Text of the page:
"Finite Elements for the Practising Engineer",
IES Journal, Institution of Engineers, Singapore, June 1983, p.57-74.
I wrote this IES Journal paper on finite element analysis (FEA) 23 years ago this month (July, 2006).
I read it again, and wondered what I would change if I wrote it today.
The size, speed, and power of the computer hardware have increased millions-fold. (Remember, I started with the very first paper of civil engineering application of finite elements by Clough, Martin, and Topper, working on second generation mainframes, with punched paper tape input, blinking lights and no monitors, and a two-inch wide paper strip alphanumeric output -- see if you can guess the year!) Finite element analysis software has kept pace, with an awesome array of elements, automatic mesh generation, and instant 3D-colour-animated-graphics output.
But concept and philosophy remain the same. Good FEA is still as much an art as a science.
On the other hand, dangers of misuse and abuse of FEA have actually increased, because the new generations of users take the basis of the method for granted, and many come to depend on the automatic "wizards" of the computer packages they use ... even letting the machines think for them!
It was more fun when we had to do the grid and type in all the data ourselves, and try to squeeze the elephant through the eye of a needle; and then, when the reams of paper with the zillions of numbers spewed forth, try to make sense -- credible, usable sense -- out of it all.
I will try to share with you some of my early experiences as time goes along.
But, for now, read (and, if you wish, download) the 1983 article ...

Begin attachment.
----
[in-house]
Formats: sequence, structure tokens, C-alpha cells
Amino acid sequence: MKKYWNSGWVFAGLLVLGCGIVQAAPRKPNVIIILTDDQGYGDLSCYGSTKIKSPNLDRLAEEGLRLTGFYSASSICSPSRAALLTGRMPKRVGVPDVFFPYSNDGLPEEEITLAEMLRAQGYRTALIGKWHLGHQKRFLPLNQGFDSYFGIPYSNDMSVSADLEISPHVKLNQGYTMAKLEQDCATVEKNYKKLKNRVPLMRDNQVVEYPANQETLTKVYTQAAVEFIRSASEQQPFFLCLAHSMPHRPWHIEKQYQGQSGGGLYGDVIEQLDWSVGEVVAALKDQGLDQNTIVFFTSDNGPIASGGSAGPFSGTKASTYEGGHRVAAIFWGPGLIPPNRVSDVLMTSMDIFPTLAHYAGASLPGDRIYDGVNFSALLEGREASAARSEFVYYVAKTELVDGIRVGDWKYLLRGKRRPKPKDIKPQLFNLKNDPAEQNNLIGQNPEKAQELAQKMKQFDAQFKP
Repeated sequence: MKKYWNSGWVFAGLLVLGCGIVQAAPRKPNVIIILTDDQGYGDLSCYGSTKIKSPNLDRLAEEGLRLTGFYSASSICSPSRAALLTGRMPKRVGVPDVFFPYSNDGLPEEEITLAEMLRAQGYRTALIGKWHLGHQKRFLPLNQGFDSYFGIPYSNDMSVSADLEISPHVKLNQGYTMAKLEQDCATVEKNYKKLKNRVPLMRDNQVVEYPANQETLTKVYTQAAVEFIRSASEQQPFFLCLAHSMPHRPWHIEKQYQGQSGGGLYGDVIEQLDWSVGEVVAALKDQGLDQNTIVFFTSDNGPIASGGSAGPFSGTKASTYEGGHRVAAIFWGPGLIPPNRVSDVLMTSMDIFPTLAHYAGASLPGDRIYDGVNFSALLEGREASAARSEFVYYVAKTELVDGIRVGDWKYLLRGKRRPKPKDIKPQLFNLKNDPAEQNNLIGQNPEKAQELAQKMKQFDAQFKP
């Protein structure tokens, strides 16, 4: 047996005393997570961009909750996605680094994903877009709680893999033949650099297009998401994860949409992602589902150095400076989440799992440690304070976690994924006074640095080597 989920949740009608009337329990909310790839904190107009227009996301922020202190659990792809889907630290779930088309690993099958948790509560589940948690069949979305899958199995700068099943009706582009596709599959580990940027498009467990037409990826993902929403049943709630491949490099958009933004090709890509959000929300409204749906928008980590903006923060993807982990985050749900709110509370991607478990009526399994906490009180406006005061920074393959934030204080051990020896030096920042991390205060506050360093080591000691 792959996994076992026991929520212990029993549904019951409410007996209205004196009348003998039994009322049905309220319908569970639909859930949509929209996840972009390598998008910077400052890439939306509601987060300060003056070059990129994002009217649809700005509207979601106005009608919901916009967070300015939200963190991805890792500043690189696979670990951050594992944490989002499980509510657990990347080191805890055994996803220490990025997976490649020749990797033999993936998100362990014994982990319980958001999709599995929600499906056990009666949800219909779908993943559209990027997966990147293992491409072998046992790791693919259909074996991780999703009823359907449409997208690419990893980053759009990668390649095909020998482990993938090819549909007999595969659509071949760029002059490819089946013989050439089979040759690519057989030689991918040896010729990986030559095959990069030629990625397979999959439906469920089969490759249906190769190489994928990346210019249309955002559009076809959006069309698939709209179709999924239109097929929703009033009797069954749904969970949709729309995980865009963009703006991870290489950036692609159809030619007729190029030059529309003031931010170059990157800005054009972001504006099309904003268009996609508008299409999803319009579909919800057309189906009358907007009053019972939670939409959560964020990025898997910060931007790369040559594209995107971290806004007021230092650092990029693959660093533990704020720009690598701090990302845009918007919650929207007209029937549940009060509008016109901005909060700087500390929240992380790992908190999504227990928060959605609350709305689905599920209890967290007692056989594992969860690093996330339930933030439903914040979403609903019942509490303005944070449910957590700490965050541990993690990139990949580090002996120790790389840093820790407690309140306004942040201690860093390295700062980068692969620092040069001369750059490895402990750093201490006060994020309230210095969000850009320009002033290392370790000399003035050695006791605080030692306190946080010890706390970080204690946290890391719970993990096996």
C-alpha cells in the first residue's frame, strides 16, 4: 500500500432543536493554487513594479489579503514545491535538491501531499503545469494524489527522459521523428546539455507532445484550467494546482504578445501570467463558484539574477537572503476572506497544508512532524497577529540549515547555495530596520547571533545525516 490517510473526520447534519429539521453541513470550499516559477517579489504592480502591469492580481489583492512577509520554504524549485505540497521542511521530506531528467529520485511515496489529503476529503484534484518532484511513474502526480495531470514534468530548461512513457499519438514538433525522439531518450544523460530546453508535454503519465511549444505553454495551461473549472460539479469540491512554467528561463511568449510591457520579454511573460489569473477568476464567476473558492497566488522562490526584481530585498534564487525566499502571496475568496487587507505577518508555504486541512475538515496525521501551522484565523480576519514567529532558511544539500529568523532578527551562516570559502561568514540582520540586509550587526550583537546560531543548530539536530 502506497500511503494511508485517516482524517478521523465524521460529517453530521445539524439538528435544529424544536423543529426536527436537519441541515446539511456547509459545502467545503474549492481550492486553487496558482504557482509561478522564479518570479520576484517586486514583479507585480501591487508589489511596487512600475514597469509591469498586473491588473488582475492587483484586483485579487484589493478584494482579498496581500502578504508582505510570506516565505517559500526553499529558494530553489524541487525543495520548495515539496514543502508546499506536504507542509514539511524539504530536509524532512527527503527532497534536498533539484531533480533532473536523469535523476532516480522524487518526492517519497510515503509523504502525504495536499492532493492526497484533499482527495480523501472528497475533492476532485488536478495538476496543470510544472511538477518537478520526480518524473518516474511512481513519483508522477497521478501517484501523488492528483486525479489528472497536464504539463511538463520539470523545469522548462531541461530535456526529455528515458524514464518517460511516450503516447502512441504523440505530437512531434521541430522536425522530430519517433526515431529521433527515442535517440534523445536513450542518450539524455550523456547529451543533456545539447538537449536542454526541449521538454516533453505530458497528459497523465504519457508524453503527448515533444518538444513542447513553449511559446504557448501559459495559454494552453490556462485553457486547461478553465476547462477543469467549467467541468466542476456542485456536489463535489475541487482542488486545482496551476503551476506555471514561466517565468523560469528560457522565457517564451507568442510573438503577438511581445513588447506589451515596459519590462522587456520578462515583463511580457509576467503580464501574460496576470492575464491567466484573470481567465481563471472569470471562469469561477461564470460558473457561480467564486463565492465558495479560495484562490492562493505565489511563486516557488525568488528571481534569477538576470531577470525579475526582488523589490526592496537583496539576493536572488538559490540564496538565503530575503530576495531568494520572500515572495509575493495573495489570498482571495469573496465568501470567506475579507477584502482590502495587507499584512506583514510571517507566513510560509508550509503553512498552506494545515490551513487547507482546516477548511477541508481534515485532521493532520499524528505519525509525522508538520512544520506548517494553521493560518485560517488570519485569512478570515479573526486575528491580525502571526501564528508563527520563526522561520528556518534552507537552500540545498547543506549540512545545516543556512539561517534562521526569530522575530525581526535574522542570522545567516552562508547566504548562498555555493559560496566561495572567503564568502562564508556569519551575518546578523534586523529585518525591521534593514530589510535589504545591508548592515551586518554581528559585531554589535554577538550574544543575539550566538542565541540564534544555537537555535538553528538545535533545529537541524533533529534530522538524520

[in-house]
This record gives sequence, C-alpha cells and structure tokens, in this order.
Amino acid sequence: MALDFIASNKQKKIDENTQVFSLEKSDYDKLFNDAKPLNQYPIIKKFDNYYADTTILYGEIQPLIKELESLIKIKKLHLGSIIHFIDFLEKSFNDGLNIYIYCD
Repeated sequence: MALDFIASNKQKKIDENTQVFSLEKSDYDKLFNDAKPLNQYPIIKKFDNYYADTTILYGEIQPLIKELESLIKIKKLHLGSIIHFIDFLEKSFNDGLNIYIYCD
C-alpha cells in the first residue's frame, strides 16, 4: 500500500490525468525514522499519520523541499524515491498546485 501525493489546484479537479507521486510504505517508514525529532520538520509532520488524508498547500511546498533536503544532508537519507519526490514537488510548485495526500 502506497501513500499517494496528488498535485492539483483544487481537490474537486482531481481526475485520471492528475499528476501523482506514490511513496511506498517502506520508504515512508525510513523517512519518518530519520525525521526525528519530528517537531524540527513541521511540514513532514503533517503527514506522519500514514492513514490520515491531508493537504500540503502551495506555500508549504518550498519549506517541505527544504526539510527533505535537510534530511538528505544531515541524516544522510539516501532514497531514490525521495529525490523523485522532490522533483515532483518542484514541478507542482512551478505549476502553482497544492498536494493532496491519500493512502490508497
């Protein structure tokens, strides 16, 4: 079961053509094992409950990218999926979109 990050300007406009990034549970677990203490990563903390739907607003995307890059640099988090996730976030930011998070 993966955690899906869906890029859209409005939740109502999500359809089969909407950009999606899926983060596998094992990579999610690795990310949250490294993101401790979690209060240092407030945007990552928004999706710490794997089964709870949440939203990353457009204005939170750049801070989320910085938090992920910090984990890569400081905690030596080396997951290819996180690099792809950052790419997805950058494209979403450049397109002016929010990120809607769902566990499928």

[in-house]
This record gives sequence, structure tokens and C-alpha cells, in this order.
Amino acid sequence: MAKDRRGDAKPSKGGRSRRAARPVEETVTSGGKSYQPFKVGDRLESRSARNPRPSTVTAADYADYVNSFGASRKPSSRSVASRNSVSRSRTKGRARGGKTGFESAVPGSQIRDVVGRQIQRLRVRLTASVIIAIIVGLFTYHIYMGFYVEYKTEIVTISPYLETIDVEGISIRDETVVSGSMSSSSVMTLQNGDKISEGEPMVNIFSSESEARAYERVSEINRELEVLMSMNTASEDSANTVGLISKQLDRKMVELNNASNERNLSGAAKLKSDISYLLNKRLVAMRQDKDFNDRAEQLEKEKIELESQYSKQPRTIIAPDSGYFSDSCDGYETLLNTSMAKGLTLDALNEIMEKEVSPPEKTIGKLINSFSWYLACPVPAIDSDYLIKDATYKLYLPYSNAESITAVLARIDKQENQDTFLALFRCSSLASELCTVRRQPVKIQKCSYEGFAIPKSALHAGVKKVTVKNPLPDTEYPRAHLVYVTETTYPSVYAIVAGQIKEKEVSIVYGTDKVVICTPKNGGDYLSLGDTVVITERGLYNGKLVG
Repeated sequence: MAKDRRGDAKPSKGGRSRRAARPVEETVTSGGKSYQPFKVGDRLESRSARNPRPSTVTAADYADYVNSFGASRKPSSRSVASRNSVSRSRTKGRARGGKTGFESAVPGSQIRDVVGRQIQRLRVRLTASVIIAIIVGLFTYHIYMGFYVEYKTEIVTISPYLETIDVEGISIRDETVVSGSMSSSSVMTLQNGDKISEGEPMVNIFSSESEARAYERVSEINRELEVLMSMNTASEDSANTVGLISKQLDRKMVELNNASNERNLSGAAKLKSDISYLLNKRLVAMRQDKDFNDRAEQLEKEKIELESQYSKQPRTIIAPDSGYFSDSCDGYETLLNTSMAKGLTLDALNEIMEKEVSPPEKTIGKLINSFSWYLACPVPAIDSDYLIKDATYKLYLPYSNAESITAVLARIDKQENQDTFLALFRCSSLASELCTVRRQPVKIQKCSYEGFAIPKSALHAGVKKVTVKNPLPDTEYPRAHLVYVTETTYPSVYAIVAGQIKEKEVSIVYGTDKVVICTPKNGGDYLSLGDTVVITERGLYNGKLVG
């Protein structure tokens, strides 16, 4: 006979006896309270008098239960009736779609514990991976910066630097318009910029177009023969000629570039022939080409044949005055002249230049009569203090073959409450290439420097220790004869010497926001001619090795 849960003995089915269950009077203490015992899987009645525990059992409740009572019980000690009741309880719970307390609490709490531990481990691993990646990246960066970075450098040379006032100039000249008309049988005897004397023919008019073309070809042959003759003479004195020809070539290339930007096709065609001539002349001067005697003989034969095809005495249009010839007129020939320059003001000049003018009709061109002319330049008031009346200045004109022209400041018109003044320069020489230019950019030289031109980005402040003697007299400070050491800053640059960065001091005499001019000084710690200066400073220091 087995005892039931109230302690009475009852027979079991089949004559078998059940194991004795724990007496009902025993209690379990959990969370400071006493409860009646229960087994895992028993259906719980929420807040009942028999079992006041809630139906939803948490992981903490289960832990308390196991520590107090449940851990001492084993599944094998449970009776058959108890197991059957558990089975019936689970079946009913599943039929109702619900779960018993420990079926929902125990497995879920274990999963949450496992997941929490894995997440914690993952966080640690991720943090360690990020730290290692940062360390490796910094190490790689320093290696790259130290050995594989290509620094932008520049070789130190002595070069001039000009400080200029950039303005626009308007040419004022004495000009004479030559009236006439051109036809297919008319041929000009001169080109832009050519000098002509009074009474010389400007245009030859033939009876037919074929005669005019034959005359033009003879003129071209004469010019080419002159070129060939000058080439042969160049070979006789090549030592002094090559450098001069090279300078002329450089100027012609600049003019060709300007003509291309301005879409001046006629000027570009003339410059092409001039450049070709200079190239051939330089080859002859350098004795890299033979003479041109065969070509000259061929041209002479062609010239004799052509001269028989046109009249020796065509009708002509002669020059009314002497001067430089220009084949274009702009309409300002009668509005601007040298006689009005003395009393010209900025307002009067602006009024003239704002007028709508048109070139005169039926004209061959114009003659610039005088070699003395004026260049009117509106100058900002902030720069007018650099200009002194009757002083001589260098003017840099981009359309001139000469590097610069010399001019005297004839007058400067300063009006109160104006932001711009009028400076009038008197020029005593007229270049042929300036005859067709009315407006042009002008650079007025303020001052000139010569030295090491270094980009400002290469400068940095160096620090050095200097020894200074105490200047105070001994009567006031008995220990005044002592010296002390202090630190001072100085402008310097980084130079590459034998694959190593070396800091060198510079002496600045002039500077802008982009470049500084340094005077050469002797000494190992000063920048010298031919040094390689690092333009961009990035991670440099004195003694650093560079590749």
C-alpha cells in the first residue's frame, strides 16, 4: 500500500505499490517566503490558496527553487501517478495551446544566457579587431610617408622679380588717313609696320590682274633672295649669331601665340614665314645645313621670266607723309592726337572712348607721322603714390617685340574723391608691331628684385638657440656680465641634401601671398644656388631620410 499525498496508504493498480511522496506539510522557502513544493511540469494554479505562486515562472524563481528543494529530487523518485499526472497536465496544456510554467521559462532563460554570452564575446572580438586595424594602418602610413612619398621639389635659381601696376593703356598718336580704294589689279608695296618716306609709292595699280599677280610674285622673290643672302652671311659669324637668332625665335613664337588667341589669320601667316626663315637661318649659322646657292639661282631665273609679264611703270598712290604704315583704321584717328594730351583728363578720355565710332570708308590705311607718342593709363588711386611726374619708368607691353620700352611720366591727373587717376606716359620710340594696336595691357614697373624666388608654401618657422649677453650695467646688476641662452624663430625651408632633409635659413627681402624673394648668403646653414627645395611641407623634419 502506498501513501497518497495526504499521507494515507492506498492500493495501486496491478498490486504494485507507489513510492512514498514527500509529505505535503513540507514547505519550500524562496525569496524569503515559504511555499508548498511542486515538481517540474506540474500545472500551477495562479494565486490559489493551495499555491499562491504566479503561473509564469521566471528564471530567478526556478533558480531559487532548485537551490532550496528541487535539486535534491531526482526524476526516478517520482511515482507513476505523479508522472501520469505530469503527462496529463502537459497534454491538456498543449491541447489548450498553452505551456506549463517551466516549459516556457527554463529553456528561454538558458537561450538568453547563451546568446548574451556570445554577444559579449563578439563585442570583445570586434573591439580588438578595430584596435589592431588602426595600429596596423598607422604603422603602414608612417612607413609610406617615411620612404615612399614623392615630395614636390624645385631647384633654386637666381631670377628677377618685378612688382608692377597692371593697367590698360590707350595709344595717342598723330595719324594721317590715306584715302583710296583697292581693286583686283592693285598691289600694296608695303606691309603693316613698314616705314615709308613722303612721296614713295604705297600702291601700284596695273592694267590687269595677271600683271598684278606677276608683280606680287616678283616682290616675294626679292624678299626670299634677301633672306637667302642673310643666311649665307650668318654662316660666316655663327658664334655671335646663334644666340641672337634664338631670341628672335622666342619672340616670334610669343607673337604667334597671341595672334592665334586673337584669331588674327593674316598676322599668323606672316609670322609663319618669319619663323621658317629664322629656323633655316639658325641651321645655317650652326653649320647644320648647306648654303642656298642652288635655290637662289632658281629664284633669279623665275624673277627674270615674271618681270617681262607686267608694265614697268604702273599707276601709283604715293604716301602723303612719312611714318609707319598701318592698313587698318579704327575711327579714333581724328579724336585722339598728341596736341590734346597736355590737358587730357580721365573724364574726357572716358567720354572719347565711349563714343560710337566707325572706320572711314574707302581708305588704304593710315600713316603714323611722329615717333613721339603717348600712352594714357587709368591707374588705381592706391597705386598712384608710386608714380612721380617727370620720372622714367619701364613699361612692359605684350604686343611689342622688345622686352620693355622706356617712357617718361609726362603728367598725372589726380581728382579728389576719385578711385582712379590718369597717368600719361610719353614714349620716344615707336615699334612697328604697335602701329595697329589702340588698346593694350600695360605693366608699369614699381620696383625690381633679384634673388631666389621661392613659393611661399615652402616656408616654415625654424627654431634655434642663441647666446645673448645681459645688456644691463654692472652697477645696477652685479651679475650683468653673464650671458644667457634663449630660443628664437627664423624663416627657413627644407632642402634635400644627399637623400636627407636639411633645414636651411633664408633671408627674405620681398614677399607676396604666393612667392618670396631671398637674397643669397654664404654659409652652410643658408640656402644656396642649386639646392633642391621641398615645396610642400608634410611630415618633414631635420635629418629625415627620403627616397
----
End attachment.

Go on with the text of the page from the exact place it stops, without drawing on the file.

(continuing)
"Finite Element Analysis in Implant Dentistry",
© HongKong Tranfor Publishing Co., Ltd., 2006
I am a co-author of this book on finite element analysis in implant dentistry.
What is a Civil Engineer like me doing in a book on Dentistry?
Well, when I was in the USA, I was lucky to be in on the beginnings of applications of the finite element method (FEM) -- with the second generation of computers! [See above.]
It was also the norm for a faculty member to collaborate with other professionals -- not just across departments, but across disciplines -- with overlapping interests but different skill sets, for mutual benefit.
That was how I got involved with a dentist to analyse a tooth by FEM to find out if and how a cavity filling would fall out when one took a scoop of ice-cream after sipping hot coffee.
The work got published in a dental journal, in 1983.
Years later, when I was teaching a post-graduate course in FEM at the National University of Singapore, in 2000 I believe, Dr. J.P. Geng, a visitng dentist from China auditing my course asked me if I would write up the finite element method part for his book.
And that was how I ended up co-authoring a book on Implant Dentistry!
[Secretly, I believe that what I have written will be useful to non-dentists too!]
For more details on the book, and a free copy of my part of the book, click HERE.
"Three Dimensional Finite Element Analysis of Thick-Walled Pipe-Nozzle Junctions with Curved Transitions"
"Three Dimensional Finite Element Analysis of Thick-Walled Pipe-Nozzle Junctions with Curved Transitions", Preprints of the First International Conference on 'STRUCTURAL MECHANICS IN REACTOR TECHNOLOGY', (Ed. Thomas A. Jaeger), Berlin, Germany, 20-24 September 1971, Vol. 3, Reactor Pressure Vessels, Part G, Steel Pressure Vessels, G-2/7(22p)
Click on THUMBNAIL at left to read (and, if you wish, download) the full text.
There was an exciting climax to my prsentation of this paper at the Conference in Berlin:
During the question session that followed, a burly American stood up, introduced himself (as Dr. Miller, if I remember right) and said that the summer after I had done the analysis at Oak Ridge National Laboratory in 1968, he did the testing ot the specimen which had been designed to the specifications I had checked out with the finite element analysis.
He concluded with the dramatic statement: "Guess what the stress concentration factor was, Dr. Krishna?", paused three seconds for effect, and said, "3.01"!
That felt Gooood! You see, I had come up with 2.98.